Sometimes we search for things in the most mysterious of places, things that may be close at hand or right in front of our eyes.
As someone who has spent a lot of time trying to figure out the place Judaism should have in my life and how best to tap into it, it was no surprise to family or friends that I decided to take my search to subSaharan Africa. As with any open-ended trip, however, the unfolding of events was anything but predictable.
My adventures began with four wonderful months living and learning with the Abayudaya Jewish community in Uganda. Most of my time was spent learning Tanach (Hebrew Bible) with Rabbi Gershom Sizomu, the spiritual leader of the Abayudaya, and his yeshiva students, as well as assisting the administrative staff at the Tobin Medical Center, a facility opened two years ago by the community. However, I also spent a lot of time immersing myself in the life of this beautiful and welcoming Jewish community, which taught me something new about Judaism and myself every day I was there.
One of the many friends I made during my stay in Uganda was an incredible young man named Samson Nderitu, a student at the Smei Kakungulu Jewish High School. Samson grew up in an emerging Jewish community in Kenya. The story of his community is not unfamiliar in Africa, though it may not be so common in the United States. It was my relationship with Samson that led me to the next stop in my journey of exploration.
KASUKU JEWISH COMMUNITY
Deep in the rolling hills of Kenya’s rift valley, there is a tiny Jewish community where some 20 families have embraced Judaism as their own religious tradition. About ten years ago, the men and women of the community became disenchanted with the Messianic tradition they had been following, and, after a brie interaction with Western Jews in Nairobi, decided they wanted to be Jewish. Although the Nairobi community made it clear they weren’t interested in supporting or fostering new Jewish communities in Africa, the members of the Kasuku community pushed on nonetheless. Though they faced obstacles with the ex–pat community in Nairobi, Rabbi Gershom and his brother JJ Keki of the Abayudaya reached out to them and have been helping the Kenyans build a dedicated community with knowledge of ritual and practice. It is through this relationship that my friend Samson came to study in the Ugandan Jewish high school.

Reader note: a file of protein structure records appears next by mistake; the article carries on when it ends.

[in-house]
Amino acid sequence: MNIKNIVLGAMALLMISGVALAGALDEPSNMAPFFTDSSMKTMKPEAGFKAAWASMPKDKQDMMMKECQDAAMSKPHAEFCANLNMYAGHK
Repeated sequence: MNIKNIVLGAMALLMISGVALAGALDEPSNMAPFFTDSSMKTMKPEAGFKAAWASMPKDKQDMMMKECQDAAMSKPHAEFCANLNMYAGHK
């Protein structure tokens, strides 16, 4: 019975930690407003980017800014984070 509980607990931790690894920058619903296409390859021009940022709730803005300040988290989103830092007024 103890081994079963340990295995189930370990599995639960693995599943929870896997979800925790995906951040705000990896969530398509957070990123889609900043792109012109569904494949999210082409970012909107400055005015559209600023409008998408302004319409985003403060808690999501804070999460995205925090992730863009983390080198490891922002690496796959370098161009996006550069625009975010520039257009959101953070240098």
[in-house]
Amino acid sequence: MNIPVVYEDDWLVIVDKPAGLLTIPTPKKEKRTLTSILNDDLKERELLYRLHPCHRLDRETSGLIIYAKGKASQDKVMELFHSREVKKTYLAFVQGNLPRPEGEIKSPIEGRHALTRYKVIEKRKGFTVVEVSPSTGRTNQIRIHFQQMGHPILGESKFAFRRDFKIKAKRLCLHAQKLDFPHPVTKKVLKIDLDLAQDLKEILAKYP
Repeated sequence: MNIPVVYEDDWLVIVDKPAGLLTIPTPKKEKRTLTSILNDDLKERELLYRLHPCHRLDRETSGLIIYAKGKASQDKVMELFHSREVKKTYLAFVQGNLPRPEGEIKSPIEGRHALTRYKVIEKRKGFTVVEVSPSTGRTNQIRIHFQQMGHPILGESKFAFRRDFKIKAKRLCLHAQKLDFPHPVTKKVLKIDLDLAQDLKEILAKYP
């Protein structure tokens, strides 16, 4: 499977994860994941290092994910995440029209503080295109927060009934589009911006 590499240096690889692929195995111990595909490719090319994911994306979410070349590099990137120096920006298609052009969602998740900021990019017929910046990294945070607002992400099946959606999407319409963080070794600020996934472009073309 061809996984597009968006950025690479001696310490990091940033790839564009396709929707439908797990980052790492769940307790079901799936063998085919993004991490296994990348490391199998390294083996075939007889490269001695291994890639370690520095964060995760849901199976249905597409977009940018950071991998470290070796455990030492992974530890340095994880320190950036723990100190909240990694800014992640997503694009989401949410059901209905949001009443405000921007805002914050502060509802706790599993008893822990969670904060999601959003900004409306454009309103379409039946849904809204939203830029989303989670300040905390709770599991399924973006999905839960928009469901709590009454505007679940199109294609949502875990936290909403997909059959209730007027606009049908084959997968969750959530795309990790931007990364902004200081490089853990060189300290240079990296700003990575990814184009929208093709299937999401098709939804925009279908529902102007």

After four months in Uganda, and feeling that it was time to move on, Samson and I headed out on a Thursday afternoon in order to reach his home outside of Okalau, Kenya in time for Shabbat (Sabbath). The first 12 hours of our trip was spent on an overnight bus from Mbale, Uganda to Nairobi, the capital of Kenya. From there, Samson and I rode for the next four hours crammed into a minibus overflowing with bodies and baggage to reach a tiny trading center about two miles from his home. Unfortunately, we arrived in the middle of a heavy down pour, which filled the road with ankle deep mud and made it almost impassable. After a considerable wait and multiple negotiations, we were able to beg our way into a ride with two motorcyclists who would take us up the hill.
When we finally reached Samson’s house, I knew instantly the long trip was worth it. We were met by his parents. His father Joseph had dawned a beautiful hand-made kippah, (kcull cap) and his mother Ruth greeted us with the words Baruch Hashem (Blessed be G-d), thankfully rejoicing in our safe arrival.
Because of the wet and muddy roads we were unable to go to the synagogue that night. And so we made Kabbalat Shabbat (welcoming the Sabbath) at home as a family. In addition to Joseph and Ruth, there were 13 children plus me in their small country house. Like many of the homes I have become familiar with in Africa, Samson’s house was more than modest, assembled like a quilt of sheet metal held together on a frame of 2 x 4’s. But this tiny carcass of a home held within it a spiritual energy that left a smile on my face and an imprint on my soul that I can’t fully describe.
KABBALAT SHABBAT: MY DESCRIPTION
In the dim light of one kerosene lantern I can see the elegant silhouette of Ruth, dressed in her very best Shabbat clothes, lighting our Shabbat candles. We are all gathered now in the small sitting room, huddled around a charcoal stove for warmth. There are only two siddurim (prayer books) for us to share. The text is illuminated by our Shabbat lights. As our service unfolds I feel as though I am in the midst of a truly heartfelt devotion not only to prayer but to being Jewish. As I sing the Kabbalat Shabbat, surrounded by this huge family absolutely full of love, my smile is uncontrollable. Then, in the most wonderful moment of human interaction, my eyes meet Joseph’s and together we acknowledge how grateful we are for each other’s presence here, right now, and the true wonder of Shabbat.